Researchers at Karolinska Institutet present a publicly available resource that can accelerate the use of so-called FISH techniques for studying how the genome is spatially organised in the cell nucleus. The new platform, which enables more cost-effective analyses for both research and diagnostic labs, is described in the scientific journal Nature Communications.
DNA fluorescence in situ hybridisation (FISH) is a powerful technique established in the 1980s that uses fluorescent probes to visualise specific DNA loci or entire chromosomes under a microscope. In the past three decades, DNA FISH has been widely used in both research and diagnostics.
However, the use has been limited due to the challenging design and generation of large amounts of different probes (complementary DNA sequences conjugated with fluorescent dyes). Making probes that target multiple genomic loci of interest has been challenging for most labs, while commercially available probes are typically limited to a few loci and are very costly.
To solve this problem, researchers at Karolinska Institutet and SciLifeLab established a platform named iFISH, that allows generation of hundreds of DNA FISH probes in parallel, in a simple and cost-effective way.
Using iFISH, they generated a large repository of more than 400 probes targeting all the human autosomes and chromosome X, which is now continuously expanding. In addition to probes, the researchers also created a database of optimally designed short sequences and a set of tools for designing DNA FISH probes, which can be freely accessed.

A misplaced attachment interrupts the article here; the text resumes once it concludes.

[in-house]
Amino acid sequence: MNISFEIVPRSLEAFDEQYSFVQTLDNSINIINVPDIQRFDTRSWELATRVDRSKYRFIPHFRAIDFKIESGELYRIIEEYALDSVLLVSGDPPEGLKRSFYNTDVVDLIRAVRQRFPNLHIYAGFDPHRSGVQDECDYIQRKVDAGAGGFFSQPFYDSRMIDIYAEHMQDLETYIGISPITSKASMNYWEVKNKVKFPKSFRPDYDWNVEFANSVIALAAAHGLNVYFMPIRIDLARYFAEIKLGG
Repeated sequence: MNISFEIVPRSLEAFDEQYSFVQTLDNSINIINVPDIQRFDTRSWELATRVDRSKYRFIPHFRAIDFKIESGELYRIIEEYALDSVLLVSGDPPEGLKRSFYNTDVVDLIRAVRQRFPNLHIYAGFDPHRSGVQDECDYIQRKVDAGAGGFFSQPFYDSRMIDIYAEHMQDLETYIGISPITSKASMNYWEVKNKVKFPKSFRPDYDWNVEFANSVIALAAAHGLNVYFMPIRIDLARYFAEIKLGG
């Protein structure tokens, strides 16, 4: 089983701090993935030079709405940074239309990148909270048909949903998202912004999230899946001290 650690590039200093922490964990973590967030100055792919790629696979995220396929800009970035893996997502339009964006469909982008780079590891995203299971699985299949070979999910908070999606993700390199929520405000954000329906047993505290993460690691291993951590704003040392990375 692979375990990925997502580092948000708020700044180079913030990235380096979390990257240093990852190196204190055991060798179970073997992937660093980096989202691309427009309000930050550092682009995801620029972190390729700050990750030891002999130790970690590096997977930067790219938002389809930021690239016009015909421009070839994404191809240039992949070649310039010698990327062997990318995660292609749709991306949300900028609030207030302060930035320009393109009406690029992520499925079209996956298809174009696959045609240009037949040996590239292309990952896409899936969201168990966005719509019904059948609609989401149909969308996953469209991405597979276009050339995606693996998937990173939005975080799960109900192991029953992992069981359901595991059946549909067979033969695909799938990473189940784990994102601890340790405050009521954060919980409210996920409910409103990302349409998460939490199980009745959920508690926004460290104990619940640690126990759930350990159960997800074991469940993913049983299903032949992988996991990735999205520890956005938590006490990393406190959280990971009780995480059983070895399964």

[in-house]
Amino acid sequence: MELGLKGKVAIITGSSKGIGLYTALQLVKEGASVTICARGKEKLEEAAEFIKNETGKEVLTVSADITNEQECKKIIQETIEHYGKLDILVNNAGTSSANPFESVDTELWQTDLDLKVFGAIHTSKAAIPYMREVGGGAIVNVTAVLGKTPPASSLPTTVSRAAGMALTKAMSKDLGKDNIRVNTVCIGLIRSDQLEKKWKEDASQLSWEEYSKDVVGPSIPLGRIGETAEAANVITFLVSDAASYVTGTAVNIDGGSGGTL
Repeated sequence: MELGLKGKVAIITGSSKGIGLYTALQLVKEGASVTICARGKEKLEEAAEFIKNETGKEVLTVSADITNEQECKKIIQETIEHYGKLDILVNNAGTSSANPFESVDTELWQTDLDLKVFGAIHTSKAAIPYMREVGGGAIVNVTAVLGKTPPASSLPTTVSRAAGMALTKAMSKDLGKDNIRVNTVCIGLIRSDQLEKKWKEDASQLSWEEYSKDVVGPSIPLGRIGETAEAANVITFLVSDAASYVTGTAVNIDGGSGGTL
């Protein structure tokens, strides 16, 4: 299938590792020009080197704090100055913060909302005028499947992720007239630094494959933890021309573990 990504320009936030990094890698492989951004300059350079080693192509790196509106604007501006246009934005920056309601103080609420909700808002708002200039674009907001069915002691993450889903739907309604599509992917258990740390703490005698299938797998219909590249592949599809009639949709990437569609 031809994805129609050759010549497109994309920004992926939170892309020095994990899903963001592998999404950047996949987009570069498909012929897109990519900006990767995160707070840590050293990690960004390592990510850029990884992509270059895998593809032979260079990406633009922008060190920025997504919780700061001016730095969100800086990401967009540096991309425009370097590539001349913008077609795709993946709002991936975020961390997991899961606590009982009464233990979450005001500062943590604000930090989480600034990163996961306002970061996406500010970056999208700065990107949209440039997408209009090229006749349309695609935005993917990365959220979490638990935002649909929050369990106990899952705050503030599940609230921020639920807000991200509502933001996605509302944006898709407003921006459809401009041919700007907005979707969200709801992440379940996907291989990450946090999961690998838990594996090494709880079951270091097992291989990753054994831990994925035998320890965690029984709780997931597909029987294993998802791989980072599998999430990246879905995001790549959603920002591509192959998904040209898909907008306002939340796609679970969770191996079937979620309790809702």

“This is a timely resource that will enable many groups in the field of 3D genome architecture to have fast access to DNA FISH probes for virtually any locus in the human genome and freely use our state-of-the-art tools for designing probes,” says Magda Bienko, one of the two principal investigators who led the study and senior author of the paper.
The repository will not stay limited to DNA FISH probes, but is now expanding to include probes for RNA FISH probes.
“Our ambition is to go big and create a repository of probes targeting every single gene in the human and mouse genomes. This will be a precious resource for the ever-growing community of researchers that use single-molecule RNA FISH as a companion assay for single-cell RNA-seq or spatial transcriptomics,” says Nicola Crosetto, the other PI involved in the study.
“We believe this is a great example of open-source science that will facilitate the use of FISH technologies not only in research, but potentially also in diagnostic labs, particularly in disadvantaged countries where commercial FISH probes are very difficult to obtain,” concludes Magda Bienko.
Magda Bienko and Nicola Crosetto are both assistant professors at Karolinska Institutet’s Department of Medical Biochemistry and Biophysics and SciLifeLab, where they lead two research groups working closely together on the broad topic of genome architecture and fragility.
Source: Karolinska Institutet